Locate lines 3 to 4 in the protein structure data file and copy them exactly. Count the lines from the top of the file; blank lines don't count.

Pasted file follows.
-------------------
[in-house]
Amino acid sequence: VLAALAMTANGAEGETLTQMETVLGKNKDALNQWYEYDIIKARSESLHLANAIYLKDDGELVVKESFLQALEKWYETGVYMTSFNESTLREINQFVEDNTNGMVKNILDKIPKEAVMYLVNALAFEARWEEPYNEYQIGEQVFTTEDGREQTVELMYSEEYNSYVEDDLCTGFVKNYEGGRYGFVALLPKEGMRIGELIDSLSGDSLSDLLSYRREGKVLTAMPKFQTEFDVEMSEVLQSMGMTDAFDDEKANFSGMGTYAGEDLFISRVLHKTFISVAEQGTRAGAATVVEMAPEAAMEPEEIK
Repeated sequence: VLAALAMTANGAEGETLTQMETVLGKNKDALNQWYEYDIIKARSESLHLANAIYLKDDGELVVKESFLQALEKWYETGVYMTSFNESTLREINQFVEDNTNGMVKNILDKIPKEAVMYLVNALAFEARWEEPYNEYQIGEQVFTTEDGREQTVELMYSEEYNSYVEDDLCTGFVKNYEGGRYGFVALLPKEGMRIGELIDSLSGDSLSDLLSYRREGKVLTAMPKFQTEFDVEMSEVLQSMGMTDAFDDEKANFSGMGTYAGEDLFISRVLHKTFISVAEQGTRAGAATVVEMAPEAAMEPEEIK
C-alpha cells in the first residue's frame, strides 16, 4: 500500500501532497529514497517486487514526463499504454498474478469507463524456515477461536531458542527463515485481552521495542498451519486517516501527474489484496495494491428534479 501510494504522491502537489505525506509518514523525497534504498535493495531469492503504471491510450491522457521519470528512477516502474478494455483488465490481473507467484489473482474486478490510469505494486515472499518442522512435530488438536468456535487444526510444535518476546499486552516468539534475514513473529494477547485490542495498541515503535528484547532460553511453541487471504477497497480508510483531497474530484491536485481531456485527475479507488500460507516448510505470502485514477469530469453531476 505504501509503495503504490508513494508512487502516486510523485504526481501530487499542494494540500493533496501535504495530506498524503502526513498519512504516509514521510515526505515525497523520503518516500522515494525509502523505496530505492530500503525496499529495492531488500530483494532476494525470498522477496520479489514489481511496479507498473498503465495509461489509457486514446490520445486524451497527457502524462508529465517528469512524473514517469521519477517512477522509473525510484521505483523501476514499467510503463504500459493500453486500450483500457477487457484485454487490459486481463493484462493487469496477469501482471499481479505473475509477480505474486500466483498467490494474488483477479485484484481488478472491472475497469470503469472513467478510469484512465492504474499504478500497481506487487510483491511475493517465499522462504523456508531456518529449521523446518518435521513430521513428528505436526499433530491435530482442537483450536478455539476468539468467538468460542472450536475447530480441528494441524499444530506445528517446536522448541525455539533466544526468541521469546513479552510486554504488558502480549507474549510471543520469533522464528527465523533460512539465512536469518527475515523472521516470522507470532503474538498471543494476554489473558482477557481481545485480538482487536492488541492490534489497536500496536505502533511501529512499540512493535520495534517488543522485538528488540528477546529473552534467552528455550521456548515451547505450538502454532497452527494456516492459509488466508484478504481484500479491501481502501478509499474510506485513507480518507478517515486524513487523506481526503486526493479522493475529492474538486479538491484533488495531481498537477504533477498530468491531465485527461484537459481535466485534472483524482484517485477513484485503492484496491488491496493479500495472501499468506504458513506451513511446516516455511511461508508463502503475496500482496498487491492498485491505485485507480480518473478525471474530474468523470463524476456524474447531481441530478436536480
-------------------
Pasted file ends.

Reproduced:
Repeated sequence: VLAALAMTANGAEGETLTQMETVLGKNKDALNQWYEYDIIKARSESLHLANAIYLKDDGELVVKESFLQALEKWYETGVYMTSFNESTLREINQFVEDNTNGMVKNILDKIPKEAVMYLVNALAFEARWEEPYNEYQIGEQVFTTEDGREQTVELMYSEEYNSYVEDDLCTGFVKNYEGGRYGFVALLPKEGMRIGELIDSLSGDSLSDLLSYRREGKVLTAMPKFQTEFDVEMSEVLQSMGMTDAFDDEKANFSGMGTYAGEDLFISRVLHKTFISVAEQGTRAGAATVVEMAPEAAMEPEEIK
C-alpha cells in the first residue's frame, strides 16, 4: 500500500501532497529514497517486487514526463499504454498474478469507463524456515477461536531458542527463515485481552521495542498451519486517516501527474489484496495494491428534479 501510494504522491502537489505525506509518514523525497534504498535493495531469492503504471491510450491522457521519470528512477516502474478494455483488465490481473507467484489473482474486478490510469505494486515472499518442522512435530488438536468456535487444526510444535518476546499486552516468539534475514513473529494477547485490542495498541515503535528484547532460553511453541487471504477497497480508510483531497474530484491536485481531456485527475479507488500460507516448510505470502485514477469530469453531476 505504501509503495503504490508513494508512487502516486510523485504526481501530487499542494494540500493533496501535504495530506498524503502526513498519512504516509514521510515526505515525497523520503518516500522515494525509502523505496530505492530500503525496499529495492531488500530483494532476494525470498522477496520479489514489481511496479507498473498503465495509461489509457486514446490520445486524451497527457502524462508529465517528469512524473514517469521519477517512477522509473525510484521505483523501476514499467510503463504500459493500453486500450483500457477487457484485454487490459486481463493484462493487469496477469501482471499481479505473475509477480505474486500466483498467490494474488483477479485484484481488478472491472475497469470503469472513467478510469484512465492504474499504478500497481506487487510483491511475493517465499522462504523456508531456518529449521523446518518435521513430521513428528505436526499433530491435530482442537483450536478455539476468539468467538468460542472450536475447530480441528494441524499444530506445528517446536522448541525455539533466544526468541521469546513479552510486554504488558502480549507474549510471543520469533522464528527465523533460512539465512536469518527475515523472521516470522507470532503474538498471543494476554489473558482477557481481545485480538482487536492488541492490534489497536500496536505502533511501529512499540512493535520495534517488543522485538528488540528477546529473552534467552528455550521456548515451547505450538502454532497452527494456516492459509488466508484478504481484500479491501481502501478509499474510506485513507480518507478517515486524513487523506481526503486526493479522493475529492474538486479538491484533488495531481498537477504533477498530468491531465485527461484537459481535466485534472483524482484517485477513484485503492484496491488491496493479500495472501499468506504458513506451513511446516516455511511461508508463502503475496500482496498487491492498485491505485485507480480518473478525471474530474468523470463524476456524474447531481441530478436536480